US to begin returning asylum-seekers to Mexico

The United States will begin implementing a new policy that will send asylum-seekers to Mexico until their cases are processed by immigration courts.  Previously, most asylum-seekers could wait in the U.S. for the chance to plead their cause in the courts.  But with asylum requests skyrocketing and the backlog in immigration courts growing, the Trump administration negotiated an agreement with Mexico to house asylum-seekers until their cases have been adjudicated.


The policy dubbed the Migrant Protection Protocols (MPP) and first announced on Dec. 20 will return non-Mexican migrants who cross the U.S. southern border back to wait in Mexico while their asylum requests are processed in U.S. immigration courts.

The plan is aimed at curbing the increasing number of families arriving mostly from Central America who say they fear returning to their home countries due to threats of violence.  The Trump administration says many of the claims are not valid.

The program will apply to arriving migrants who ask for asylum at ports of entry or who are caught crossing illegally and say they are afraid to return home.

Children traveling on their own and some migrants from "vulnerable populations" could be excluded on a case-by-case basis, the Department of Homeland Security said in a fact sheet.

"The MPP will provide a safer and more orderly process that will discourage individuals from attempting illegal entry and making false claims to stay in the U.S., and allow more resources to be dedicated to individuals who legitimately qualify for asylum," the DHS said.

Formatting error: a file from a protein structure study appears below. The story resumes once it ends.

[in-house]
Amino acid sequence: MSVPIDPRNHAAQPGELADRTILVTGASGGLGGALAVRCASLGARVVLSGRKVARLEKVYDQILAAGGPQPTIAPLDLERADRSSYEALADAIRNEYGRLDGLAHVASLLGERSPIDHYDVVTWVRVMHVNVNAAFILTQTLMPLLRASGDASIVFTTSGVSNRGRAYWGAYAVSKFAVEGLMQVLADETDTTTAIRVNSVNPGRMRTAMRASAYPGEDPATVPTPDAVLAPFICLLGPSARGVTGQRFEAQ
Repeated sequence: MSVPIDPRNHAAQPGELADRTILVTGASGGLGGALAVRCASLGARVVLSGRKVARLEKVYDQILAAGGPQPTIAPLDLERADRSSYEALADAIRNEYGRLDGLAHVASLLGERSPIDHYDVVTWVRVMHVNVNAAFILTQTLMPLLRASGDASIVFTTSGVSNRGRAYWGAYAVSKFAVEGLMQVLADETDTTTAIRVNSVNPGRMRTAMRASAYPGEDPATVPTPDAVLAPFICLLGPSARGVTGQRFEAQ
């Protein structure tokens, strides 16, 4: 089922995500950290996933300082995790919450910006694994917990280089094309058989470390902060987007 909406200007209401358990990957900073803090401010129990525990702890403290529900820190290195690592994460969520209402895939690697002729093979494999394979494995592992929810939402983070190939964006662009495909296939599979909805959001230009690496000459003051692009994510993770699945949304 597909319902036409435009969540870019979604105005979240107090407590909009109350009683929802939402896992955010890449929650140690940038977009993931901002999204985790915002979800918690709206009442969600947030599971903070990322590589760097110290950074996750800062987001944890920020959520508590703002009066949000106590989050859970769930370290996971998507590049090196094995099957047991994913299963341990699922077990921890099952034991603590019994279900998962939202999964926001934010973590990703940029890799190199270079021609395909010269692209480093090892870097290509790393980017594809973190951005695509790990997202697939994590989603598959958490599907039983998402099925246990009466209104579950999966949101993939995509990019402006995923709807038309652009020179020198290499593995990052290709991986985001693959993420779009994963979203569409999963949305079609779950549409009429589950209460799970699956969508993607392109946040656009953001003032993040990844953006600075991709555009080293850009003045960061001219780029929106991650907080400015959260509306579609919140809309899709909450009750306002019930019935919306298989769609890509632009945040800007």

In 2018, the number of asylum requests increased by a whopping 67%.  This was entirely due to the dramatic increase in people from Honduras, Guatemala, and Nicaragua traveling in family groups to present themselves at the border looking to get in.

Asylum seekers are typically granted the right to stay in the United States while their cases are decided by a U.S. immigration judge, but a backlog of more than 800,000 cases means the process can take years.

Now, the U.S. government says migrants will be turned away with a "notice to appear" in immigration court.  They will be able to enter the United States for their hearings but will have to live in Mexico in the interim.  If they lose their cases, they will be deported to their home countries.

Mexico has said it will not accept anybody facing a credible threat in Mexican territory.

The new policy makes perfect sense and is humane as well.  So, of course, the usual suspects are opposed to it.  The advocates for illegal aliens and open borders will oppose anything that makes it harder for people to come into the U.S. and disappear. 

There is no doubt that life is hard and dangerous in many Central American countries.  The same could be said for most nations on Earth.  Given the reality of the way our immigration system has been taxed to the limit by the flood of humanity streaming toward our borders, this change in policy is welcome.